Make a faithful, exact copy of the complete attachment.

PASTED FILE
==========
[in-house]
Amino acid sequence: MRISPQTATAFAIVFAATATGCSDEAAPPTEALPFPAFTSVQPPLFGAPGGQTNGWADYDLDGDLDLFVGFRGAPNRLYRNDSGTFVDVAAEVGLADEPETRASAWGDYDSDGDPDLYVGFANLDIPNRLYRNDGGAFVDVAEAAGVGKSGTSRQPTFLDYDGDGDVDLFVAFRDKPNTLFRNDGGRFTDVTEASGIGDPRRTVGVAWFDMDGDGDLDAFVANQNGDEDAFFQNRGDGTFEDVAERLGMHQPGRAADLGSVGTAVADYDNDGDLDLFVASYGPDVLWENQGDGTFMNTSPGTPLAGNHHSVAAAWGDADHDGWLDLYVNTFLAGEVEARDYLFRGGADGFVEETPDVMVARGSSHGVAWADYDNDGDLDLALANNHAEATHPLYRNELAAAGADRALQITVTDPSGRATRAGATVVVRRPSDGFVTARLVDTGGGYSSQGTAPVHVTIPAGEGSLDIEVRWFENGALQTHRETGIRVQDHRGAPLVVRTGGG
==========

[in-house]
Amino acid sequence: MRISPQTATAFAIVFAATATGCSDEAAPPTEALPFPAFTSVQPPLFGAPGGQTNGWADYDLDGDLDLFVGFRGAPNRLYRNDSGTFVDVAAEVGLADEPETRASAWGDYDSDGDPDLYVGFANLDIPNRLYRNDGGAFVDVAEAAGVGKSGTSRQPTFLDYDGDGDVDLFVAFRDKPNTLFRNDGGRFTDVTEASGIGDPRRTVGVAWFDMDGDGDLDAFVANQNGDEDAFFQNRGDGTFEDVAERLGMHQPGRAADLGSVGTAVADYDNDGDLDLFVASYGPDVLWENQGDGTFMNTSPGTPLAGNHHSVAAAWGDADHDGWLDLYVNTFLAGEVEARDYLFRGGADGFVEETPDVMVARGSSHGVAWADYDNDGDLDLALANNHAEATHPLYRNELAAAGADRALQITVTDPSGRATRAGATVVVRRPSDGFVTARLVDTGGGYSSQGTAPVHVTIPAGEGSLDIEVRWFENGALQTHRETGIRVQDHRGAPLVVRTGGG